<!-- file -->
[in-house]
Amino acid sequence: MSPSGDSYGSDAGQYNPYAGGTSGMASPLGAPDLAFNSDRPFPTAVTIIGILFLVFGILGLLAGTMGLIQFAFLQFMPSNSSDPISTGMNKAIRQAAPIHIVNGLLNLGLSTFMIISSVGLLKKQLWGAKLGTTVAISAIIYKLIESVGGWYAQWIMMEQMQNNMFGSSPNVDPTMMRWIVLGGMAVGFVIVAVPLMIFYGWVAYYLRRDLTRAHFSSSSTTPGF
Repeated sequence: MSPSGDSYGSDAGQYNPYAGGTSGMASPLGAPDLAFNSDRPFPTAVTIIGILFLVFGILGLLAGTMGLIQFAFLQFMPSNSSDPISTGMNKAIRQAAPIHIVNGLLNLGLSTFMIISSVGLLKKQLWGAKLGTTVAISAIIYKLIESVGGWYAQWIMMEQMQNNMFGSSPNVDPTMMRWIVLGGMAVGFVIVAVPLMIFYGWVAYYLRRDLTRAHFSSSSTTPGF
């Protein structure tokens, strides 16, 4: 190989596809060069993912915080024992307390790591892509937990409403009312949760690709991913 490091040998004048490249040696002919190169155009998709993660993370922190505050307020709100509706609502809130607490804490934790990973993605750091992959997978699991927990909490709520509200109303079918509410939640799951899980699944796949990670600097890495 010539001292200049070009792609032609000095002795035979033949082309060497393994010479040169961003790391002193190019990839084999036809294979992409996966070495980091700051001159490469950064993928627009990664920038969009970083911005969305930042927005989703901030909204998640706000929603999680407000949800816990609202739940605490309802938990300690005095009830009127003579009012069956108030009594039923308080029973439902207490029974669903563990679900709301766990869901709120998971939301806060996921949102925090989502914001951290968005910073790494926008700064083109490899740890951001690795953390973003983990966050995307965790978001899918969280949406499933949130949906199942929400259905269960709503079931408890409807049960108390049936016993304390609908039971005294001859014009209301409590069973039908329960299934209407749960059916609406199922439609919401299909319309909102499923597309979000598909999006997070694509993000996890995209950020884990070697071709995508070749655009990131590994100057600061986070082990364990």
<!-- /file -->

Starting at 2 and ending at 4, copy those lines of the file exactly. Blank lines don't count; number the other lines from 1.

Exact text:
Amino acid sequence: MSPSGDSYGSDAGQYNPYAGGTSGMASPLGAPDLAFNSDRPFPTAVTIIGILFLVFGILGLLAGTMGLIQFAFLQFMPSNSSDPISTGMNKAIRQAAPIHIVNGLLNLGLSTFMIISSVGLLKKQLWGAKLGTTVAISAIIYKLIESVGGWYAQWIMMEQMQNNMFGSSPNVDPTMMRWIVLGGMAVGFVIVAVPLMIFYGWVAYYLRRDLTRAHFSSSSTTPGF
Repeated sequence: MSPSGDSYGSDAGQYNPYAGGTSGMASPLGAPDLAFNSDRPFPTAVTIIGILFLVFGILGLLAGTMGLIQFAFLQFMPSNSSDPISTGMNKAIRQAAPIHIVNGLLNLGLSTFMIISSVGLLKKQLWGAKLGTTVAISAIIYKLIESVGGWYAQWIMMEQMQNNMFGSSPNVDPTMMRWIVLGGMAVGFVIVAVPLMIFYGWVAYYLRRDLTRAHFSSSSTTPGF
């Protein structure tokens, strides 16, 4: 190989596809060069993912915080024992307390790591892509937990409403009312949760690709991913 490091040998004048490249040696002919190169155009998709993660993370922190505050307020709100509706609502809130607490804490934790990973993605750091992959997978699991927990909490709520509200109303079918509410939640799951899980699944796949990670600097890495 010539001292200049070009792609032609000095002795035979033949082309060497393994010479040169961003790391002193190019990839084999036809294979992409996966070495980091700051001159490469950064993928627009990664920038969009970083911005969305930042927005989703901030909204998640706000929603999680407000949800816990609202739940605490309802938990300690005095009830009127003579009012069956108030009594039923308080029973439902207490029974669903563990679900709301766990869901709120998971939301806060996921949102925090989502914001951290968005910073790494926008700064083109490899740890951001690795953390973003983990966050995307965790978001899918969280949406499933949130949906199942929400259905269960709503079931408890409807049960108390049936016993304390609908039971005294001859014009209301409590069973039908329960299934209407749960059916609406199922439609919401299909319309909102499923597309979000598909999006997070694509993000996890995209950020884990070697071709995508070749655009990131590994100057600061986070082990364990």